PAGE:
Scott (16:03):

And so you're right. I think this could set us up. We're kind of seeing a rally today. I, I, for one, will tell you, I'm firmly with you. The Santa Claus rally does not begin until Monday. It's the last five days of the trading year and the first two of the next year. We know that the whole second half of December. Yes, it's historically strong, but I'm a stickler for that Santa Claus rally. And it, and it's true definition. We aren't there yet, but I think the pullback we've had gives us a chance for Santa Claus to still come this year.

Jeff (16:32):

I like the precision there. Let let's be, let's be consistent. So even though we're talking about the last five days of the year as Ryan has highlighted recently the positive seasonals actually come in the second half December. So, you know, here, you're looking at chart this is average December performance broken up by whether you have an up November or down November. If you have down November, like we had this year, you actually see a stronger December. That's the orange line up at the top, you know, two plus percent gains. But even in a, just an average December, you see that really strong move from the middle of the month. So that's been a little bit delayed but we still think this can happen. Of course Omicron is  going to be a big wild card, but based on what we've seen thus far you know, in terms of mild cases, in terms of the effectiveness of the vaccines, particularly the, the three shot regimen with the booster, we have reason to believe that even though Omicron is very, very transmissible that we'll be able to move through this without a lot of severe illness and that we will not see the overcrowding in hospitals that will potentially lead to lockdowns.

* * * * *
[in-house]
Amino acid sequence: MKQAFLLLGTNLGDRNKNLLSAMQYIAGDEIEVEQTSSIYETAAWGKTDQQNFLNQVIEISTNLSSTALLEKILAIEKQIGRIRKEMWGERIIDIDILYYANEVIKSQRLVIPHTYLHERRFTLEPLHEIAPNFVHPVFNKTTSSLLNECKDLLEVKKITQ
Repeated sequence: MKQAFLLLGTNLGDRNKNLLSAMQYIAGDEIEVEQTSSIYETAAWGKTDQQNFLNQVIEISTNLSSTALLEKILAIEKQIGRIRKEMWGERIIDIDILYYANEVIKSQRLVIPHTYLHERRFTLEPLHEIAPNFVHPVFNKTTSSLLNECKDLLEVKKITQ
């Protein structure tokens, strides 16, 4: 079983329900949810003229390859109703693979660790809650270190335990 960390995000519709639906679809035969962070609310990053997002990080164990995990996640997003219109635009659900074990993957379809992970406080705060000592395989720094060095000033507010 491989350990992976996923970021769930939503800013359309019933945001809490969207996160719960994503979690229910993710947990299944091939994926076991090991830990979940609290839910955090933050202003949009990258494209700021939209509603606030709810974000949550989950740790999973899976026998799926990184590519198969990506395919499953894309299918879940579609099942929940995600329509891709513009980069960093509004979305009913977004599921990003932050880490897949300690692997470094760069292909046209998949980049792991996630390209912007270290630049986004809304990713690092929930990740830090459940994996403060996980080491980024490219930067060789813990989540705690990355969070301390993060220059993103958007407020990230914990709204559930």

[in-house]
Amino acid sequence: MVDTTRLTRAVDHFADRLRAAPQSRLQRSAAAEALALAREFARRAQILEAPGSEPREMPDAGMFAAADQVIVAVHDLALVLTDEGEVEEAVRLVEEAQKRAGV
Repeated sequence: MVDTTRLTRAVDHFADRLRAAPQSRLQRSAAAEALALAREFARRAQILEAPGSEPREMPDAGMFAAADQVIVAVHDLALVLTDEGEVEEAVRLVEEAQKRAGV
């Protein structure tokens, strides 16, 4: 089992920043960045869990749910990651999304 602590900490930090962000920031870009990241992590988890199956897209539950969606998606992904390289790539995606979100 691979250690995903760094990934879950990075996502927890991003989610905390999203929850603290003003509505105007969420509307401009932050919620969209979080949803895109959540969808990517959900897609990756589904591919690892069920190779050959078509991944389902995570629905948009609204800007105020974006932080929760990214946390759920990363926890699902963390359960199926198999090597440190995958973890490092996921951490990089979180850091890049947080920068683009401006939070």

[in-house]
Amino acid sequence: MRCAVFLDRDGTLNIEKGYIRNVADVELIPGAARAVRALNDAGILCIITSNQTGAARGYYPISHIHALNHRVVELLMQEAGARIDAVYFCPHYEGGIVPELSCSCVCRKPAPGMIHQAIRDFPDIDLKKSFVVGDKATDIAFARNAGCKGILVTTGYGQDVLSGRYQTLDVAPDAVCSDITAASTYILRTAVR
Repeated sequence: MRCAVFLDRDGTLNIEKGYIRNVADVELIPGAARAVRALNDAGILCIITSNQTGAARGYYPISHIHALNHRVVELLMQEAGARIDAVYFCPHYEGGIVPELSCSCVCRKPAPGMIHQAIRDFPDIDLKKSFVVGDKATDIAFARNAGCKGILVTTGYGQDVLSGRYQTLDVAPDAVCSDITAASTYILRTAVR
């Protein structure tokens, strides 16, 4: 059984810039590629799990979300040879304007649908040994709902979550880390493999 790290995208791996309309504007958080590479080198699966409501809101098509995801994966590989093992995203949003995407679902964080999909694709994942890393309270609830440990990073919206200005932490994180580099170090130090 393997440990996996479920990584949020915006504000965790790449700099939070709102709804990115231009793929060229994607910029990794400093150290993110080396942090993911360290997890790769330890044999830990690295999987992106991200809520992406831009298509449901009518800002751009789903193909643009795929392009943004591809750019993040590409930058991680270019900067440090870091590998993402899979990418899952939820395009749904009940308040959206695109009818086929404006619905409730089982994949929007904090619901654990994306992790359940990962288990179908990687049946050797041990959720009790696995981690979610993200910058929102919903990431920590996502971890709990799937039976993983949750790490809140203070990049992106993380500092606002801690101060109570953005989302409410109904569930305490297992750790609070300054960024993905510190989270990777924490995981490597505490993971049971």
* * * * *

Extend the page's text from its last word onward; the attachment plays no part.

Jeff (17:54):

There is no political tolerance <laugh> for lockdowns again. So we don't think we're going to go there. Even though we have seen some pretty tight restrictions in Europe, in particular in the Netherlands. And I think Austria. So we don't see that here. We have a playbook, we know how to get through this. Certainly some people will change their behavior a bit, maybe not be quite so let's say mobile, maybe holiday shopping, you know, gets tamped down just a bit. But frankly you know, we see still a pretty good economic environment here and, and strong enough, even with this variant to drive stocks higher. How does that sound to you, Scott? You think we've got a good enough backdrop here to push us higher over the next couple weeks?

Scott (18:46):

I do. And I think one thing that people don't realize, this podcast is called Market Signals. And a lot of what I try and do is, you know, find those market signals. One kind of proxy or a couple of proxies we've looked at throughout the year. There's an airlines ETF. There's also a travel and leisure ETF. So you've got, you know, online booking agencies, hotels, things like that. Most people don't realize here we are recording this on December 21st. Most of those stocks, most of the airline, the travel leisure stocks actually bottomed in early December. They're only slightly higher, but I think people don't realize they're actually quietly outperforming over the past couple days. We actually saw a bunch of these stocks up Friday and Monday, even though the broad market was selling off, you know, maybe there's still some concerns what the Fed is going to do in 2022. But based on those market signals, actually a little bit skeptical that so much of the recent weakness is really due to Omicron.

Jeff (19:43):